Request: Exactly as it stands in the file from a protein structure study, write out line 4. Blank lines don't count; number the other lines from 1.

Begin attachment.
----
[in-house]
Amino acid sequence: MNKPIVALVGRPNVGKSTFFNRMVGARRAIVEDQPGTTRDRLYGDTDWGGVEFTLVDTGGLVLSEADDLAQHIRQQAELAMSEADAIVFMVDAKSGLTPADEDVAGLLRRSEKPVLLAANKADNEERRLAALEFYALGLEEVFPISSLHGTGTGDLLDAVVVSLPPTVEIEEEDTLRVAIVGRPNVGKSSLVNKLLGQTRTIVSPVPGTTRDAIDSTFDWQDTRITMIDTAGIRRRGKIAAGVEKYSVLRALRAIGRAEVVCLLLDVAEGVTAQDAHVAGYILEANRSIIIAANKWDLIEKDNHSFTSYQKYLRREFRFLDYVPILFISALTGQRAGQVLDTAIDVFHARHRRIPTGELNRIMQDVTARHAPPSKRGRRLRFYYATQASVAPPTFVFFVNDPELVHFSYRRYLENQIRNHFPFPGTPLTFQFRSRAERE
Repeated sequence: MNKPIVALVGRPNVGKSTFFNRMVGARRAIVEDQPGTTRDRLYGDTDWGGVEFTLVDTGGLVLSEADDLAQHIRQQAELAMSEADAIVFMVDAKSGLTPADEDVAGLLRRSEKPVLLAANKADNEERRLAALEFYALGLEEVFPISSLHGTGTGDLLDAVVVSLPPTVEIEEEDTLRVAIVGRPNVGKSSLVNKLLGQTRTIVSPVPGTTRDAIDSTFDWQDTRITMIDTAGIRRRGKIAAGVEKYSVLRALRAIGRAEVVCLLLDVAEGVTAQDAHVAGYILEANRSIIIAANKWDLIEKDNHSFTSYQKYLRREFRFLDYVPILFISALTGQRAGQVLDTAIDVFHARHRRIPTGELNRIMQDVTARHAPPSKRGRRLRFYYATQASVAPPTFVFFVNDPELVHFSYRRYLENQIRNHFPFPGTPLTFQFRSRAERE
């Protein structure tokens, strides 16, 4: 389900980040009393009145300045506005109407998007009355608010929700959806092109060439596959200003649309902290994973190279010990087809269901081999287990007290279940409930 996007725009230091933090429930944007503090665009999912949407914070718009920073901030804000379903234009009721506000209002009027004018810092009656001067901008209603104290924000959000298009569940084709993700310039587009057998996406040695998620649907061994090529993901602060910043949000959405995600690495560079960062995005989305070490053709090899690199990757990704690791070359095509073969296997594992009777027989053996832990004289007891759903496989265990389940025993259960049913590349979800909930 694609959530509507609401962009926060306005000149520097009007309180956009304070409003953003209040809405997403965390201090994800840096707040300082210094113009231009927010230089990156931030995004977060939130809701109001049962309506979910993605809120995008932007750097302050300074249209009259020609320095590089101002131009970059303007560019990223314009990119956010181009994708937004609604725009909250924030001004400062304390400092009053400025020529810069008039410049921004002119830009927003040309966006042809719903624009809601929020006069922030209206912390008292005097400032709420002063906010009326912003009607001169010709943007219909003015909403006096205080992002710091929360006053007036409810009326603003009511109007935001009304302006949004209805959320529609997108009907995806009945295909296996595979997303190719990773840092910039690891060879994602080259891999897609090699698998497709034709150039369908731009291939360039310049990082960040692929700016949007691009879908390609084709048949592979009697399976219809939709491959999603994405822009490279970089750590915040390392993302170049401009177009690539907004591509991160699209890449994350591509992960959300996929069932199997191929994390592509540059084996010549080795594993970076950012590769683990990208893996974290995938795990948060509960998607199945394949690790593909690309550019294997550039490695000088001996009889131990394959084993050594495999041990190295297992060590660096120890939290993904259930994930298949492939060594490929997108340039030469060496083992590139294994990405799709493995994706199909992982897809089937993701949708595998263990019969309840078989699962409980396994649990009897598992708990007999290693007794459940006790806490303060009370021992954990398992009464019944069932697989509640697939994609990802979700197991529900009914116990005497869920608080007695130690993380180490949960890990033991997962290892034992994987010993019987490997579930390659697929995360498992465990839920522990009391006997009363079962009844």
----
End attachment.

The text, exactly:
């Protein structure tokens, strides 16, 4: 389900980040009393009145300045506005109407998007009355608010929700959806092109060439596959200003649309902290994973190279010990087809269901081999287990007290279940409930 996007725009230091933090429930944007503090665009999912949407914070718009920073901030804000379903234009009721506000209002009027004018810092009656001067901008209603104290924000959000298009569940084709993700310039587009057998996406040695998620649907061994090529993901602060910043949000959405995600690495560079960062995005989305070490053709090899690199990757990704690791070359095509073969296997594992009777027989053996832990004289007891759903496989265990389940025993259960049913590349979800909930 694609959530509507609401962009926060306005000149520097009007309180956009304070409003953003209040809405997403965390201090994800840096707040300082210094113009231009927010230089990156931030995004977060939130809701109001049962309506979910993605809120995008932007750097302050300074249209009259020609320095590089101002131009970059303007560019990223314009990119956010181009994708937004609604725009909250924030001004400062304390400092009053400025020529810069008039410049921004002119830009927003040309966006042809719903624009809601929020006069922030209206912390008292005097400032709420002063906010009326912003009607001169010709943007219909003015909403006096205080992002710091929360006053007036409810009326603003009511109007935001009304302006949004209805959320529609997108009907995806009945295909296996595979997303190719990773840092910039690891060879994602080259891999897609090699698998497709034709150039369908731009291939360039310049990082960040692929700016949007691009879908390609084709048949592979009697399976219809939709491959999603994405822009490279970089750590915040390392993302170049401009177009690539907004591509991160699209890449994350591509992960959300996929069932199997191929994390592509540059084996010549080795594993970076950012590769683990990208893996974290995938795990948060509960998607199945394949690790593909690309550019294997550039490695000088001996009889131990394959084993050594495999041990190295297992060590660096120890939290993904259930994930298949492939060594490929997108340039030469060496083992590139294994990405799709493995994706199909992982897809089937993701949708595998263990019969309840078989699962409980396994649990009897598992708990007999290693007794459940006790806490303060009370021992954990398992009464019944069932697989509640697939994609990802979700197991529900009914116990005497869920608080007695130690993380180490949960890990033991997962290892034992994987010993019987490997579930390659697929995360498992465990839920522990009391006997009363079962009844």